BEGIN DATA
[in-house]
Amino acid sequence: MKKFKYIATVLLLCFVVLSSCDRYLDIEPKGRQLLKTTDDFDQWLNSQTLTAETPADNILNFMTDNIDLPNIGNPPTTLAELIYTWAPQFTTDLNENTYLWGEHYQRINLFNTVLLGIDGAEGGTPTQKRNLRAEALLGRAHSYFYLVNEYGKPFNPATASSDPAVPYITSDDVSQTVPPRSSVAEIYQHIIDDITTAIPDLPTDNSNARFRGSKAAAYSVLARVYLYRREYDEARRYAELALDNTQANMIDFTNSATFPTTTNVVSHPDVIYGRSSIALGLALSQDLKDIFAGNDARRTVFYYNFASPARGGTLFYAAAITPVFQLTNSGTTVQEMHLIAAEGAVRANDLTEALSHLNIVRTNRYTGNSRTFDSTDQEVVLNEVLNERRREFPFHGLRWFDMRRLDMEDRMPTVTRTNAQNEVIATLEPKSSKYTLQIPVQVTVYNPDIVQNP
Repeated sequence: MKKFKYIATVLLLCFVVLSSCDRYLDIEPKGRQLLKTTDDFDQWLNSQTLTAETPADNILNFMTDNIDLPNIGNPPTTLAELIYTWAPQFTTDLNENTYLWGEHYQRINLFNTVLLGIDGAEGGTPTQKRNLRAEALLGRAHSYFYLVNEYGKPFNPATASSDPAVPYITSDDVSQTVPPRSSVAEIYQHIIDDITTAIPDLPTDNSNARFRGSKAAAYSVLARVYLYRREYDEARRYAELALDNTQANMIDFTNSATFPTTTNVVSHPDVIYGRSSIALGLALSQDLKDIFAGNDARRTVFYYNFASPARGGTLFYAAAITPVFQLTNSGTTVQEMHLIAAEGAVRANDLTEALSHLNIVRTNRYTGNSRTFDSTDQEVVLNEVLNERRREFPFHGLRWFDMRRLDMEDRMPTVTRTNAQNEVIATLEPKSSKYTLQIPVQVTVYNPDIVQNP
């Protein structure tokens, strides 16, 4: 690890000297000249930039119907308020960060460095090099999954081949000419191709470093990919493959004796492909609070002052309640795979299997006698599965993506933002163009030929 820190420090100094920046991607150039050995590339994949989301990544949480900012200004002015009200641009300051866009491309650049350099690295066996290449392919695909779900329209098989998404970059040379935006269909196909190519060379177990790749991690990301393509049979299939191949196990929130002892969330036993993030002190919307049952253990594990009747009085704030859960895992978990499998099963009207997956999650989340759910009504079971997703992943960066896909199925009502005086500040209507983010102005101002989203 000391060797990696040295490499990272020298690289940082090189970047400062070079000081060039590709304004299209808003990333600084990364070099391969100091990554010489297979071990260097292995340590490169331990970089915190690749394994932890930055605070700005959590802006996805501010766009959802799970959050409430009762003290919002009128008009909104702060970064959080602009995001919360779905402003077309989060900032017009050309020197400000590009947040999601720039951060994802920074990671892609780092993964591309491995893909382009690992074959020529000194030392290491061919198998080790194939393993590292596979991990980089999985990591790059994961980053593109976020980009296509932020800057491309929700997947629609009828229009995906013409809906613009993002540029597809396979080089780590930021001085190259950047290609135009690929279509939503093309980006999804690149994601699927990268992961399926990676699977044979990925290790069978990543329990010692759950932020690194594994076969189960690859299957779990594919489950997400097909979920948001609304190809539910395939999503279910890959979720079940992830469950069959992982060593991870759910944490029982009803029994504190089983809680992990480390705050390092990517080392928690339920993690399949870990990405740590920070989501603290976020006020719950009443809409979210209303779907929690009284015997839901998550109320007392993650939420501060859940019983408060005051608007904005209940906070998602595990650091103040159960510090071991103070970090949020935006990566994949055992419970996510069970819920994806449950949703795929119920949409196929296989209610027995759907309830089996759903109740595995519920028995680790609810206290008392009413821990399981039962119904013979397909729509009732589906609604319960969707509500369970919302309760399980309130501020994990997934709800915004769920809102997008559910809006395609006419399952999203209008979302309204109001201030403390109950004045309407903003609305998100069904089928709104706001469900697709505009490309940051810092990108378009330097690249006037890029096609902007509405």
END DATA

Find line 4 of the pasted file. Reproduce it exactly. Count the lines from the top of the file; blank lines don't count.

């Protein structure tokens, strides 16, 4: 690890000297000249930039119907308020960060460095090099999954081949000419191709470093990919493959004796492909609070002052309640795979299997006698599965993506933002163009030929 820190420090100094920046991607150039050995590339994949989301990544949480900012200004002015009200641009300051866009491309650049350099690295066996290449392919695909779900329209098989998404970059040379935006269909196909190519060379177990790749991690990301393509049979299939191949196990929130002892969330036993993030002190919307049952253990594990009747009085704030859960895992978990499998099963009207997956999650989340759910009504079971997703992943960066896909199925009502005086500040209507983010102005101002989203 000391060797990696040295490499990272020298690289940082090189970047400062070079000081060039590709304004299209808003990333600084990364070099391969100091990554010489297979071990260097292995340590490169331990970089915190690749394994932890930055605070700005959590802006996805501010766009959802799970959050409430009762003290919002009128008009909104702060970064959080602009995001919360779905402003077309989060900032017009050309020197400000590009947040999601720039951060994802920074990671892609780092993964591309491995893909382009690992074959020529000194030392290491061919198998080790194939393993590292596979991990980089999985990591790059994961980053593109976020980009296509932020800057491309929700997947629609009828229009995906013409809906613009993002540029597809396979080089780590930021001085190259950047290609135009690929279509939503093309980006999804690149994601699927990268992961399926990676699977044979990925290790069978990543329990010692759950932020690194594994076969189960690859299957779990594919489950997400097909979920948001609304190809539910395939999503279910890959979720079940992830469950069959992982060593991870759910944490029982009803029994504190089983809680992990480390705050390092990517080392928690339920993690399949870990990405740590920070989501603290976020006020719950009443809409979210209303779907929690009284015997839901998550109320007392993650939420501060859940019983408060005051608007904005209940906070998602595990650091103040159960510090071991103070970090949020935006990566994949055992419970996510069970819920994806449950949703795929119920949409196929296989209610027995759907309830089996759903109740595995519920028995680790609810206290008392009413821990399981039962119904013979397909729509009732589906609604319960969707509500369970919302309760399980309130501020994990997934709800915004769920809102997008559910809006395609006419399952999203209008979302309204109001201030403390109950004045309407903003609305998100069904089928709104706001469900697709505009490309940051810092990108378009330097690249006037890029096609902007509405």